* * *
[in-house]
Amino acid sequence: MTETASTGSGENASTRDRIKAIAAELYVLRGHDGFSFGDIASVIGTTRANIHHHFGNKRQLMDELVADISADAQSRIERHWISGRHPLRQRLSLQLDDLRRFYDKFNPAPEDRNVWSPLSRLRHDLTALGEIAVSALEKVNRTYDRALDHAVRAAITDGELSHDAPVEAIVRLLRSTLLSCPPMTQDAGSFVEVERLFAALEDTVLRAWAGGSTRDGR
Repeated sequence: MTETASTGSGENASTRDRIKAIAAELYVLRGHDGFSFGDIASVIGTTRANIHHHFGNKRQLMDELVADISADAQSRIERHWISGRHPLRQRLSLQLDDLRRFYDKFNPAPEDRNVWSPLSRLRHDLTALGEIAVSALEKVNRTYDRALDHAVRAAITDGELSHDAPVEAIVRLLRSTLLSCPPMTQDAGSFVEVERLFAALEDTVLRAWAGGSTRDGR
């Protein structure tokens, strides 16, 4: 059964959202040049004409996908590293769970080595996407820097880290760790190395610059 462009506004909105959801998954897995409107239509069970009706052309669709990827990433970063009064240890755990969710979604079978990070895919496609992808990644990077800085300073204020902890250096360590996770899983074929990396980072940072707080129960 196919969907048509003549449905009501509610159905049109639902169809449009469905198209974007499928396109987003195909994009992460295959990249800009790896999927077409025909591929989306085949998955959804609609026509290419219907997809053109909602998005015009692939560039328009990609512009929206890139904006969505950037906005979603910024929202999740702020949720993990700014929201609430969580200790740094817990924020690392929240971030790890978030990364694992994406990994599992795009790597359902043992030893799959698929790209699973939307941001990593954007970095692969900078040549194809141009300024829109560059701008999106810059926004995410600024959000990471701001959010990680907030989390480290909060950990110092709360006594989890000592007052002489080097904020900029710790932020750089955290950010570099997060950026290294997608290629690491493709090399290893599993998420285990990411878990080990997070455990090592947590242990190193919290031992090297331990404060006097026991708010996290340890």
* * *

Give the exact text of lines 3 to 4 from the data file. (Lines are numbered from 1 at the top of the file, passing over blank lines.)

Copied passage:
Repeated sequence: MTETASTGSGENASTRDRIKAIAAELYVLRGHDGFSFGDIASVIGTTRANIHHHFGNKRQLMDELVADISADAQSRIERHWISGRHPLRQRLSLQLDDLRRFYDKFNPAPEDRNVWSPLSRLRHDLTALGEIAVSALEKVNRTYDRALDHAVRAAITDGELSHDAPVEAIVRLLRSTLLSCPPMTQDAGSFVEVERLFAALEDTVLRAWAGGSTRDGR
């Protein structure tokens, strides 16, 4: 059964959202040049004409996908590293769970080595996407820097880290760790190395610059 462009506004909105959801998954897995409107239509069970009706052309669709990827990433970063009064240890755990969710979604079978990070895919496609992808990644990077800085300073204020902890250096360590996770899983074929990396980072940072707080129960 196919969907048509003549449905009501509610159905049109639902169809449009469905198209974007499928396109987003195909994009992460295959990249800009790896999927077409025909591929989306085949998955959804609609026509290419219907997809053109909602998005015009692939560039328009990609512009929206890139904006969505950037906005979603910024929202999740702020949720993990700014929201609430969580200790740094817990924020690392929240971030790890978030990364694992994406990994599992795009790597359902043992030893799959698929790209699973939307941001990593954007970095692969900078040549194809141009300024829109560059701008999106810059926004995410600024959000990471701001959010990680907030989390480290909060950990110092709360006594989890000592007052002489080097904020900029710790932020750089955290950010570099997060950026290294997608290629690491493709090399290893599993998420285990990411878990080990997070455990090592947590242990190193919290031992090297331990404060006097026991708010996290340890």